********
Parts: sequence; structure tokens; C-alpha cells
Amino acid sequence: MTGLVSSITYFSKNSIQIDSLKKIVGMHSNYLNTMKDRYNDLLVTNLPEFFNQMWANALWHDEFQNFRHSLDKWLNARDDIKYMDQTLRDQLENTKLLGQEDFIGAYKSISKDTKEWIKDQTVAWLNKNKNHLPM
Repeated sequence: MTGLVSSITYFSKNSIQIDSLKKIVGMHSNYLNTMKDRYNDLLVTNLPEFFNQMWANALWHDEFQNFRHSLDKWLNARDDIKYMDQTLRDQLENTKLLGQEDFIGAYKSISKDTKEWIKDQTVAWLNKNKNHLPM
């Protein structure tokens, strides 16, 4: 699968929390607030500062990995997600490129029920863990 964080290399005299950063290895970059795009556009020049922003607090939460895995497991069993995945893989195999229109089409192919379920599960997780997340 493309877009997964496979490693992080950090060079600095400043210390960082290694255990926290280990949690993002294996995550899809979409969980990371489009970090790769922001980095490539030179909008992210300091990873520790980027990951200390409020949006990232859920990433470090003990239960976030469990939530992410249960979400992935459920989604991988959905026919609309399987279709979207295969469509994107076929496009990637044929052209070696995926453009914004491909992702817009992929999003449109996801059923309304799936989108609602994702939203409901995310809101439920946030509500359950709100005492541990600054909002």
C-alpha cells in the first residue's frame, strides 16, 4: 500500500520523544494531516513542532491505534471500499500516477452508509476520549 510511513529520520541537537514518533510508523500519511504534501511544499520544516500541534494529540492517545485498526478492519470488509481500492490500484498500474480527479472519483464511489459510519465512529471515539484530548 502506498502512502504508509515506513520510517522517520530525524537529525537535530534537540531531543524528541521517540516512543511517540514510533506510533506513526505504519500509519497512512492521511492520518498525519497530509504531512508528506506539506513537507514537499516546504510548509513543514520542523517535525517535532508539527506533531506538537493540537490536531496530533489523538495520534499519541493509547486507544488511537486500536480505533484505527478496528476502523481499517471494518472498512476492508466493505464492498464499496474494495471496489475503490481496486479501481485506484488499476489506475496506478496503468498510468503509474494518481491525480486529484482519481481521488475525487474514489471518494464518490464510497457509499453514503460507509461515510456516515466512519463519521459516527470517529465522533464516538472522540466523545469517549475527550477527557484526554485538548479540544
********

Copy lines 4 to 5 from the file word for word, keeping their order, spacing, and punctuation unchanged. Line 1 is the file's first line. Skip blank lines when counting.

């Protein structure tokens, strides 16, 4: 699968929390607030500062990995997600490129029920863990 964080290399005299950063290895970059795009556009020049922003607090939460895995497991069993995945893989195999229109089409192919379920599960997780997340 493309877009997964496979490693992080950090060079600095400043210390960082290694255990926290280990949690993002294996995550899809979409969980990371489009970090790769922001980095490539030179909008992210300091990873520790980027990951200390409020949006990232859920990433470090003990239960976030469990939530992410249960979400992935459920989604991988959905026919609309399987279709979207295969469509994107076929496009990637044929052209070696995926453009914004491909992702817009992929999003449109996801059923309304799936989108609602994702939203409901995310809101439920946030509500359950709100005492541990600054909002």
C-alpha cells in the first residue's frame, strides 16, 4: 500500500520523544494531516513542532491505534471500499500516477452508509476520549 510511513529520520541537537514518533510508523500519511504534501511544499520544516500541534494529540492517545485498526478492519470488509481500492490500484498500474480527479472519483464511489459510519465512529471515539484530548 502506498502512502504508509515506513520510517522517520530525524537529525537535530534537540531531543524528541521517540516512543511517540514510533506510533506513526505504519500509519497512512492521511492520518498525519497530509504531512508528506506539506513537507514537499516546504510548509513543514520542523517535525517535532508539527506533531506538537493540537490536531496530533489523538495520534499519541493509547486507544488511537486500536480505533484505527478496528476502523481499517471494518472498512476492508466493505464492498464499496474494495471496489475503490481496486479501481485506484488499476489506475496506478496503468498510468503509474494518481491525480486529484482519481481521488475525487474514489471518494464518490464510497457509499453514503460507509461515510456516515466512519463519521459516527470517529465522533464516538472522540466523545469517549475527550477527557484526554485538548479540544